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Suttee: Retelling the Myth

May 23, 2015 | By

Analayzing Aparna Sen’s Bengali movie ‘Suttee’ and its protagonist, Uma, played by Shabana Azmi, and connecting the film to the history, tradition and Hindu myth of the Sati.

Poster of ‘Suttee’directed by Aparna Sen in 1989. Image source: divxclasico.com

This article takes the film Suttee (in Bengali, directed by Aparna Sen in 1989) as its nucleus and making a liaison between history and films under the coverage of studying social history. The term, ‘Sati’ (not the Anglicized ‘Suttee’),  reminds us about the myth of Sati (King Dakshya’s daughter) and her sacrifice, as a mark of protest against the insult done to her husband Shiva by her father. A pertinent question may be raised here, regarding the power of Shiva. Mythology presents Shiva as an omnipresent god, however he failed to save his wife. He travelled around the world with the dead body of Sati and wherever the pieces of her body fell, there arose a temple.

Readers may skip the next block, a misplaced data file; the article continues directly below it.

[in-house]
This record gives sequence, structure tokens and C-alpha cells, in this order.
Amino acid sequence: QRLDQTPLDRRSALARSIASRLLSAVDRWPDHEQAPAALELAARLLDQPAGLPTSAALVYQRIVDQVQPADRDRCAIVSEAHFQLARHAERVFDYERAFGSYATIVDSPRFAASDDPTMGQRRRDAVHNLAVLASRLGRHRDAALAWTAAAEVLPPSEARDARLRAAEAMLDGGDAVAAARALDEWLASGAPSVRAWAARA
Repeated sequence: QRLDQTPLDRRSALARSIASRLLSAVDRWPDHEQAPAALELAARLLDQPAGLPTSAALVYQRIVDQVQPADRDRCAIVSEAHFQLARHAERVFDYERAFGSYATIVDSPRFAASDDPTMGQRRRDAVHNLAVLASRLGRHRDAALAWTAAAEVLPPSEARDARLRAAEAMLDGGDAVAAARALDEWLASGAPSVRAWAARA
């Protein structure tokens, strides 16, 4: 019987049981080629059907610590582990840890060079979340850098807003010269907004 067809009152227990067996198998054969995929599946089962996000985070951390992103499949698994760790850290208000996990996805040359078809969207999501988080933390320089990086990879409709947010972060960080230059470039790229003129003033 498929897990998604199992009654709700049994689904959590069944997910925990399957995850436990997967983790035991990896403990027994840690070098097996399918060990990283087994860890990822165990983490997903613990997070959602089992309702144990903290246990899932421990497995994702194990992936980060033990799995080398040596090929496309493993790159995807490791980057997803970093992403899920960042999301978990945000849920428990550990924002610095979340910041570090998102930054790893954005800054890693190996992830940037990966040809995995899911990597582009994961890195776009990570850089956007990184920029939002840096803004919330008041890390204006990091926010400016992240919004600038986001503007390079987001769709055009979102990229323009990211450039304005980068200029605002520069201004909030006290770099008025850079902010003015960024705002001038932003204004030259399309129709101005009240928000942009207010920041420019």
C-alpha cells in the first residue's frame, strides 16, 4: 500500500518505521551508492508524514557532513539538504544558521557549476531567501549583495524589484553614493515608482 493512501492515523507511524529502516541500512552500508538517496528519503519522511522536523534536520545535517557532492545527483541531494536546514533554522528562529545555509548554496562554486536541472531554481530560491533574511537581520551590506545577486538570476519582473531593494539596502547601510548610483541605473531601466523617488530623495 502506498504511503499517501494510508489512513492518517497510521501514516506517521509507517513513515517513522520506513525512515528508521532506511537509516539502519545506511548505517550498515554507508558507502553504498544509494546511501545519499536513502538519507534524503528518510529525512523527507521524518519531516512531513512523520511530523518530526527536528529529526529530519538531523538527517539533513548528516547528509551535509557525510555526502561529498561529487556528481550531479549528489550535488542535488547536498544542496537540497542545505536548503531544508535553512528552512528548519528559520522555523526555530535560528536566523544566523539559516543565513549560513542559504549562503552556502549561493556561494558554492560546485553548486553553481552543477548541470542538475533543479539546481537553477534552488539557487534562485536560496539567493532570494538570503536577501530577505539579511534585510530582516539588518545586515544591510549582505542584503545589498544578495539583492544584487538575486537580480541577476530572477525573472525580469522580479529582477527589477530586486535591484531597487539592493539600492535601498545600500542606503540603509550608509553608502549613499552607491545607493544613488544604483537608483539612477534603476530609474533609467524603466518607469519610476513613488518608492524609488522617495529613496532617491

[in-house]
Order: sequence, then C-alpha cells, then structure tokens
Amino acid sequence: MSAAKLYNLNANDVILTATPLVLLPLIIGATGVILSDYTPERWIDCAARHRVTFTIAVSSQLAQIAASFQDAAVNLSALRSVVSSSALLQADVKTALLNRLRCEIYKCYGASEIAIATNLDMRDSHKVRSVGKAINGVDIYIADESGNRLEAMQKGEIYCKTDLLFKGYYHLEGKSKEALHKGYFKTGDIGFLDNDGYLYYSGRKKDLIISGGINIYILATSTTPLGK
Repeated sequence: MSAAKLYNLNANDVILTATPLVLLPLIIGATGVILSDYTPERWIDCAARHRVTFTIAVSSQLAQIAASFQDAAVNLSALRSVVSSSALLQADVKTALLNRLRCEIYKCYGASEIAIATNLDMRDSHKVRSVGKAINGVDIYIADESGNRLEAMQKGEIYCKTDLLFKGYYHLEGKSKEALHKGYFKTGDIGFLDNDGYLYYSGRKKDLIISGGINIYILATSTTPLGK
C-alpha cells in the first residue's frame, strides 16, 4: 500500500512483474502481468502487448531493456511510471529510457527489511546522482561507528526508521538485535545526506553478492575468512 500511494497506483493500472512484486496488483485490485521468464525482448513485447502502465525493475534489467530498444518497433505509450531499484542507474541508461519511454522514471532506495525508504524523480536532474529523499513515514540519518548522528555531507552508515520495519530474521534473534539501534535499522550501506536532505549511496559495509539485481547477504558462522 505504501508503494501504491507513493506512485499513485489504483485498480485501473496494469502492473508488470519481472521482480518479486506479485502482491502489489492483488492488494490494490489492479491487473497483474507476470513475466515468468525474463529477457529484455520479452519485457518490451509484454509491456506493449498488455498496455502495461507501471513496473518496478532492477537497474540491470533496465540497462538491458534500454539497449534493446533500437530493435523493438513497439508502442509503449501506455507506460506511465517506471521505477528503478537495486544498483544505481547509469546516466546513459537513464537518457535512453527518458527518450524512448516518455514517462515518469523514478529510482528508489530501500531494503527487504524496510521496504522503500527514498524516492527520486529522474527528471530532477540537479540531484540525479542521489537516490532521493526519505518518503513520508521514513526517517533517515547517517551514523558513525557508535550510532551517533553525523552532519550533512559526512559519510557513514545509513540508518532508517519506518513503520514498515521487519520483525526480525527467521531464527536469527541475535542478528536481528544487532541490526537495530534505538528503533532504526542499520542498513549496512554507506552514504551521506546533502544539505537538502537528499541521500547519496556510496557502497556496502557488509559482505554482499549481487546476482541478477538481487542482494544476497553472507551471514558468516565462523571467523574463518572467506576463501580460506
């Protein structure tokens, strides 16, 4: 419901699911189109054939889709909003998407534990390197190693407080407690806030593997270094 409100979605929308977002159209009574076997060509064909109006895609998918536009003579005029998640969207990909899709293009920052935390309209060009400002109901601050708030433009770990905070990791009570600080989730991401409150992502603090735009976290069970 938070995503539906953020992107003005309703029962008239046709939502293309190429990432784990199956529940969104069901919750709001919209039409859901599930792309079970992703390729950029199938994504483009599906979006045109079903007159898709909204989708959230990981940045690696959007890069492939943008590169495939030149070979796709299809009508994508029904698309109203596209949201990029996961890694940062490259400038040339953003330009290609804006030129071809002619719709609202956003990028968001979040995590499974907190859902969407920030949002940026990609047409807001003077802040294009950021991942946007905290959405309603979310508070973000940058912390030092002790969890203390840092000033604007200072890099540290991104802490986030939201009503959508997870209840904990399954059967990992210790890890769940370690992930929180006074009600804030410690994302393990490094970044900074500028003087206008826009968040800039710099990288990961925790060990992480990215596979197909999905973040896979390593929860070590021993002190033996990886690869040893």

The original Sanskrit word ‘Sati’ (feminine) is derived from ‘Sat’ meaning  goodness or virtue.  However, in the social and cultural space the term ‘Sati’ has mostly denoted the practitioner and not the practice – ‘the virtuous woman’ who joins her husband in death.

The first memorial of a Sati is found at Eran, near Saugor in Madhya Pradesh where a brief inscription engraved on a pillar in AD 510.[1] Being ‘Sati’ was originally a ‘Kshatriya’ custom. After 1000 A.D, History says that the practice of ‘Sati’ became very prominent in the ‘Brahmin’ class.[2] With the coming of King Ballal Sen in the 12th  Century in Bengal, ‘Sati’ was fervently practiced, the chief reason being saving the purity of the ‘Brahmin’ class.

sati 1

Uma is uprooted from her natural order and she becomes a burden to this family even after sharing many household duties.